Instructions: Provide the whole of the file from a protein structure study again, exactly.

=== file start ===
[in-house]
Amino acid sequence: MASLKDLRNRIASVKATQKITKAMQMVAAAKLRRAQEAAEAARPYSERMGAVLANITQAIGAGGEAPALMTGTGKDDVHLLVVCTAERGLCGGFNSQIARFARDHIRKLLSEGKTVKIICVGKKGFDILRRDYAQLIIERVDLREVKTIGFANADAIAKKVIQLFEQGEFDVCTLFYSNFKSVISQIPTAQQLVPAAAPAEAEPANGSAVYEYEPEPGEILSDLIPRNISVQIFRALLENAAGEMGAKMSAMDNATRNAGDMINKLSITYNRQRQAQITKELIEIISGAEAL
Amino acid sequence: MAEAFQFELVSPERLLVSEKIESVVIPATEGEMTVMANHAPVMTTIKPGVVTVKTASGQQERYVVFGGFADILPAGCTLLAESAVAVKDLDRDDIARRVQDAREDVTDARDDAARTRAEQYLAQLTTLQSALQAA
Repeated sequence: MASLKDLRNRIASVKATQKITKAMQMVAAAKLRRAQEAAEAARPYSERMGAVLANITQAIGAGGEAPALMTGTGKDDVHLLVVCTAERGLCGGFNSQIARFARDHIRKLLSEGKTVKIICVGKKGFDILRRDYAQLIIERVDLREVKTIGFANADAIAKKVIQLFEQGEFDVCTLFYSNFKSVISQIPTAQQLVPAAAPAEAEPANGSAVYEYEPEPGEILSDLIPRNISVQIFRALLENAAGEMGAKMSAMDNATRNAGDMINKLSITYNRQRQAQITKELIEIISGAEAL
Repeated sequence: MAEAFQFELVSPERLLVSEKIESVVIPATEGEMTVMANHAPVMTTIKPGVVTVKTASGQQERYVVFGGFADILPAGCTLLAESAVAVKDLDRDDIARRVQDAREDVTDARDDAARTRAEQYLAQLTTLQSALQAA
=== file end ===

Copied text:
[in-house]
Amino acid sequence: MASLKDLRNRIASVKATQKITKAMQMVAAAKLRRAQEAAEAARPYSERMGAVLANITQAIGAGGEAPALMTGTGKDDVHLLVVCTAERGLCGGFNSQIARFARDHIRKLLSEGKTVKIICVGKKGFDILRRDYAQLIIERVDLREVKTIGFANADAIAKKVIQLFEQGEFDVCTLFYSNFKSVISQIPTAQQLVPAAAPAEAEPANGSAVYEYEPEPGEILSDLIPRNISVQIFRALLENAAGEMGAKMSAMDNATRNAGDMINKLSITYNRQRQAQITKELIEIISGAEAL
Amino acid sequence: MAEAFQFELVSPERLLVSEKIESVVIPATEGEMTVMANHAPVMTTIKPGVVTVKTASGQQERYVVFGGFADILPAGCTLLAESAVAVKDLDRDDIARRVQDAREDVTDARDDAARTRAEQYLAQLTTLQSALQAA
Repeated sequence: MASLKDLRNRIASVKATQKITKAMQMVAAAKLRRAQEAAEAARPYSERMGAVLANITQAIGAGGEAPALMTGTGKDDVHLLVVCTAERGLCGGFNSQIARFARDHIRKLLSEGKTVKIICVGKKGFDILRRDYAQLIIERVDLREVKTIGFANADAIAKKVIQLFEQGEFDVCTLFYSNFKSVISQIPTAQQLVPAAAPAEAEPANGSAVYEYEPEPGEILSDLIPRNISVQIFRALLENAAGEMGAKMSAMDNATRNAGDMINKLSITYNRQRQAQITKELIEIISGAEAL
Repeated sequence: MAEAFQFELVSPERLLVSEKIESVVIPATEGEMTVMANHAPVMTTIKPGVVTVKTASGQQERYVVFGGFADILPAGCTLLAESAVAVKDLDRDDIARRVQDAREDVTDARDDAARTRAEQYLAQLTTLQSALQAA